The Kensington Market Jazz Festival made its debut in September of 2016, the brainchild of star singer Molly Johnson – long a neighbourhood resident – ably abetted by her organizational partners in crime, performers Ori Dagan and Genevieve (Gigi) Marenette, plus an army of volunteers. This year’s festival, a weekend affair held September 15 to 17, significantly built on the promise and success of the first one. Well over 300 local musicians performed in various small venues in the tight streets of Kensington in a dizzying array of one-hour concerts running from solo piano and guitar to trios and larger groups in various styles, all well- and enthusiastically attended. The recipe is simple, inclusive and refreshingly non-corporate – keep it small, because small is good, present “all jazz as we know it” played by local musicians of many generations, and use the vibe of the ’hood, its unique food, local businesses and “streetness” as a feel-good backdrop. As to the finances, I have no idea how they make it work, but there are ticketed events and free events; it’s cash only and all of it goes to the musicians save for a small percentage to cover costs. I played one concert in the first festival and two this year, enjoying each immensely while being paid very fairly. It was a pleasure to walk the streets and see so many musical friends all packed together so happily; this is an event which puts “festive” back into the jazz festival. Congratulations to Molly and company for their leap-of-faith vision in bringing this unique festival to Toronto at a time when the city desperately needed it.
The self-financed CD is another way jazz artists can continue to reach and expand their audience, and good locally produced jazz records have spread like wildfire in recent years. One can barely keep up. These involve a leap of faith in that the outlay involved cannot often be recouped, but musicians keep making them anyway as a means of documenting their art. Even ones who have nothing left to prove, like PJ Perry. Now 75, a JUNO-winner and recent recipient of the Order of Canada, PJ has long been one of the best alto saxophonists in the world, although he doesn’t have that profile because he plies his trade in the relative isolation of Edmonton. His latest release, just out, is Alto Gusto, recorded live during two nights at Edmonton’s venerable Yardbird Suite. But here’s the real leap of faith on his part: while he had played with each member of the rhythm section – veteran Los Angeles pianist Jon Mayer; drummer Quincy Davis, originally from Michigan and until recently based out of Winnipeg, and yours truly on bass – the three of us had never even met before this gig. PJ just knew the chemistry would somehow work and it did, about two bars into our hasty rehearsal. The result is a very hard-swinging, inventive record, an honest portrait of musicians creating music in the moment.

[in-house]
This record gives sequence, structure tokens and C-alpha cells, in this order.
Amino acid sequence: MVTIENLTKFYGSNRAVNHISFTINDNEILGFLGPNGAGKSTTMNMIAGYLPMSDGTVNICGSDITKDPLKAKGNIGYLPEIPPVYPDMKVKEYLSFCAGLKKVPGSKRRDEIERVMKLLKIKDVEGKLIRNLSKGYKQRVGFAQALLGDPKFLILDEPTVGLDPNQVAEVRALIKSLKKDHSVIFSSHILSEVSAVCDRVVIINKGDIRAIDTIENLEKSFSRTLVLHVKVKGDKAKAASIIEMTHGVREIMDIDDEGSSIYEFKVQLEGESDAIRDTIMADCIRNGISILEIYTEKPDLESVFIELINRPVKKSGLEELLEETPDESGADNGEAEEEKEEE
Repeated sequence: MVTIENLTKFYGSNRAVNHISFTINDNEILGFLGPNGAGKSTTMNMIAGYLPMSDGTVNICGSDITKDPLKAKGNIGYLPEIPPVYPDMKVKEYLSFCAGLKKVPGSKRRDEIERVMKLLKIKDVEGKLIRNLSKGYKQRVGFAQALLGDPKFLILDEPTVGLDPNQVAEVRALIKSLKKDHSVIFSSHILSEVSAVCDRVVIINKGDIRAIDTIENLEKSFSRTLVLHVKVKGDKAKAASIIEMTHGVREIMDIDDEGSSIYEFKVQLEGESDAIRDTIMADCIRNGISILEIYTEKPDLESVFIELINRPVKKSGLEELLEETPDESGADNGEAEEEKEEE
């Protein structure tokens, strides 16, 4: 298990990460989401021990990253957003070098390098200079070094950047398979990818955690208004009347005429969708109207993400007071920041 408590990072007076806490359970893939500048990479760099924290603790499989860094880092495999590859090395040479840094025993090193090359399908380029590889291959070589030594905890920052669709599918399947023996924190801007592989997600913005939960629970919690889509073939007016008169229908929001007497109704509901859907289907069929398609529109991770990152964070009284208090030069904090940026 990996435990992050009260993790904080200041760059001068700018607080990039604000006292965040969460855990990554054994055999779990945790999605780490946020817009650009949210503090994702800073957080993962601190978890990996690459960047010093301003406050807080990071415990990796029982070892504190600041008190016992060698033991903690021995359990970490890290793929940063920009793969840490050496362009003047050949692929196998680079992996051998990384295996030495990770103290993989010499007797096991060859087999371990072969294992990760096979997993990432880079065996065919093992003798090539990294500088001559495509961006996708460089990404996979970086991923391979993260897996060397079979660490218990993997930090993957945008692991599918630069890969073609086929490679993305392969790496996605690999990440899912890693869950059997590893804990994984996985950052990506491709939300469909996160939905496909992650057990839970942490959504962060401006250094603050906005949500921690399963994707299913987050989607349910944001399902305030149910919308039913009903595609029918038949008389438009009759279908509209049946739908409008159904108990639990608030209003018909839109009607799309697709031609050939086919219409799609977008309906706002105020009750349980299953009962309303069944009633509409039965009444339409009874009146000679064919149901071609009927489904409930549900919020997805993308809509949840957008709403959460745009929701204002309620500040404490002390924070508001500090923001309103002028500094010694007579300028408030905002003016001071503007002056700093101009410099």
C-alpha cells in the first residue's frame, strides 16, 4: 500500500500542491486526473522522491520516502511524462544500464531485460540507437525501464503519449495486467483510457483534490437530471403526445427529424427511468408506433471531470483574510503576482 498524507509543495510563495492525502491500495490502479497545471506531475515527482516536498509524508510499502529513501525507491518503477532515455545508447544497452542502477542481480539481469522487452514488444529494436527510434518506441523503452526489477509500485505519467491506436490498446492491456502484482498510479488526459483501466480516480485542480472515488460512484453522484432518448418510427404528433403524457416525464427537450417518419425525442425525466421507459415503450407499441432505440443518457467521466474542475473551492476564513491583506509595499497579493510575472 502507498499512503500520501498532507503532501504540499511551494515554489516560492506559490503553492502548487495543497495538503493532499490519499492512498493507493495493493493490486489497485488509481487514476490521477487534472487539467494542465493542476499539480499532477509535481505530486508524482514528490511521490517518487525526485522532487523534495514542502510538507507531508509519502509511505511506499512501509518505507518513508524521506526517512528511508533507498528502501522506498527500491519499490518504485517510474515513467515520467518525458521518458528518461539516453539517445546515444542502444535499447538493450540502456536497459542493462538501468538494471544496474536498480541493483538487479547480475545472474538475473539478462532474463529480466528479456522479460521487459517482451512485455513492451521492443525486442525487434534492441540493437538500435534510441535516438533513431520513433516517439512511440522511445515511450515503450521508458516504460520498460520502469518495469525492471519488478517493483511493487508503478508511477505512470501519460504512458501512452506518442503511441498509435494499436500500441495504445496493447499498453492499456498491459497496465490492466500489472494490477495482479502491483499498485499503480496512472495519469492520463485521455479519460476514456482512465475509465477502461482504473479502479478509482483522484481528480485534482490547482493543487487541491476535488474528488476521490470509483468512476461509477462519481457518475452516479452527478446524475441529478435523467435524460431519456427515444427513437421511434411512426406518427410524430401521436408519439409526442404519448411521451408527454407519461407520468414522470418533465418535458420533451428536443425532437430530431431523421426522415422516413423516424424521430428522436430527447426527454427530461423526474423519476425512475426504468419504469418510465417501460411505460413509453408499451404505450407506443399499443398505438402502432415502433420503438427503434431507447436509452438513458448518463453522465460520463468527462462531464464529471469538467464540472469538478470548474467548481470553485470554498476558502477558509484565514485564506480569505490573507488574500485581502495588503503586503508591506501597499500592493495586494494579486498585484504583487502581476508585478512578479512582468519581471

As long as jazz has enough people – musicians, fans and presenters – who believe in it enough to make these leaps of faith, it will continue to evolve and flourish. Perhaps not as in the “good old days,” which are past, but by creating some good new days.
Toronto bassist Steve Wallace writes a blog called “Steve Wallace –
jazz, baseball, life and other ephemera” which can be accessed at wallacebass.com. Aside from the topics mentioned, he sometimes writes about movies and food.